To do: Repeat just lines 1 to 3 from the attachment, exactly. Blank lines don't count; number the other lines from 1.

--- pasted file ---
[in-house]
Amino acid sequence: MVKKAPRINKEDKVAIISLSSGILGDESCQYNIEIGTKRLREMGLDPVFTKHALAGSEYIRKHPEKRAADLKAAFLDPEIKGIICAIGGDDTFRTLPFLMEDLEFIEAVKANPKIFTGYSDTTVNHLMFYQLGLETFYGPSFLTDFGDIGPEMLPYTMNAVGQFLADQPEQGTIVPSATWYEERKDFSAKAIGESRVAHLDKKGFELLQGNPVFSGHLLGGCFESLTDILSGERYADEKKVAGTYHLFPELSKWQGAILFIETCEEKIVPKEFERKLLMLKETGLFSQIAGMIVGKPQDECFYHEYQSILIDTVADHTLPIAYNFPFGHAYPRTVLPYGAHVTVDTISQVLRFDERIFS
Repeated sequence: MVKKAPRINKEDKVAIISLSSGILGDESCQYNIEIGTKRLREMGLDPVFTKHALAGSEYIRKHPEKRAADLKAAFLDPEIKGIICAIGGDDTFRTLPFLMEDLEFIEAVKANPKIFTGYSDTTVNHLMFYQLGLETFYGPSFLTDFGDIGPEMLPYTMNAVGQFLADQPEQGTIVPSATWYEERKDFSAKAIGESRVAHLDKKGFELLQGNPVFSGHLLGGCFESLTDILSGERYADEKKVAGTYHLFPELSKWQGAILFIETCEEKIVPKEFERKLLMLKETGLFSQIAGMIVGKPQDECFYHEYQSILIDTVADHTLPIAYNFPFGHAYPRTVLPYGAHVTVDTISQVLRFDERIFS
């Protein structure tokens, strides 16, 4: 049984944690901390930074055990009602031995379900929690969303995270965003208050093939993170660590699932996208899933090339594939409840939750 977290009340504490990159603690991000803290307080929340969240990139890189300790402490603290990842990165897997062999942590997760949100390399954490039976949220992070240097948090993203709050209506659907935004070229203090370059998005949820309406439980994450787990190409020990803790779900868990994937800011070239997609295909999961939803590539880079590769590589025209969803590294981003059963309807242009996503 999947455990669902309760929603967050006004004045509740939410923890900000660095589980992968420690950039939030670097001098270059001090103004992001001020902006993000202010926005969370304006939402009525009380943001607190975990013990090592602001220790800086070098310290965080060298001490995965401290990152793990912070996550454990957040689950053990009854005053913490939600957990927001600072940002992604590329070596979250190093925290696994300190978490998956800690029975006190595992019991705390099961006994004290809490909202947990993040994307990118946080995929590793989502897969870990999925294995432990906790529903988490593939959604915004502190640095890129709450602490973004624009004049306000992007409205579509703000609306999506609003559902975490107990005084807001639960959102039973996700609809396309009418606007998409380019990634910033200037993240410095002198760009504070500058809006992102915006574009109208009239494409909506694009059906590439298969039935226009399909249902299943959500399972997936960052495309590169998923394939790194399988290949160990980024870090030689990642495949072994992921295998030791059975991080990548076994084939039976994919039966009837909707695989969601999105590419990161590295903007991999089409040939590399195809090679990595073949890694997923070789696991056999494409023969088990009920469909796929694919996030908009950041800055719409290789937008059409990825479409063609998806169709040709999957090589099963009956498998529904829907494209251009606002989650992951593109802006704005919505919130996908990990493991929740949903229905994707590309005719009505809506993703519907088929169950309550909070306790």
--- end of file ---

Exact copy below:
[in-house]
Amino acid sequence: MVKKAPRINKEDKVAIISLSSGILGDESCQYNIEIGTKRLREMGLDPVFTKHALAGSEYIRKHPEKRAADLKAAFLDPEIKGIICAIGGDDTFRTLPFLMEDLEFIEAVKANPKIFTGYSDTTVNHLMFYQLGLETFYGPSFLTDFGDIGPEMLPYTMNAVGQFLADQPEQGTIVPSATWYEERKDFSAKAIGESRVAHLDKKGFELLQGNPVFSGHLLGGCFESLTDILSGERYADEKKVAGTYHLFPELSKWQGAILFIETCEEKIVPKEFERKLLMLKETGLFSQIAGMIVGKPQDECFYHEYQSILIDTVADHTLPIAYNFPFGHAYPRTVLPYGAHVTVDTISQVLRFDERIFS
Repeated sequence: MVKKAPRINKEDKVAIISLSSGILGDESCQYNIEIGTKRLREMGLDPVFTKHALAGSEYIRKHPEKRAADLKAAFLDPEIKGIICAIGGDDTFRTLPFLMEDLEFIEAVKANPKIFTGYSDTTVNHLMFYQLGLETFYGPSFLTDFGDIGPEMLPYTMNAVGQFLADQPEQGTIVPSATWYEERKDFSAKAIGESRVAHLDKKGFELLQGNPVFSGHLLGGCFESLTDILSGERYADEKKVAGTYHLFPELSKWQGAILFIETCEEKIVPKEFERKLLMLKETGLFSQIAGMIVGKPQDECFYHEYQSILIDTVADHTLPIAYNFPFGHAYPRTVLPYGAHVTVDTISQVLRFDERIFS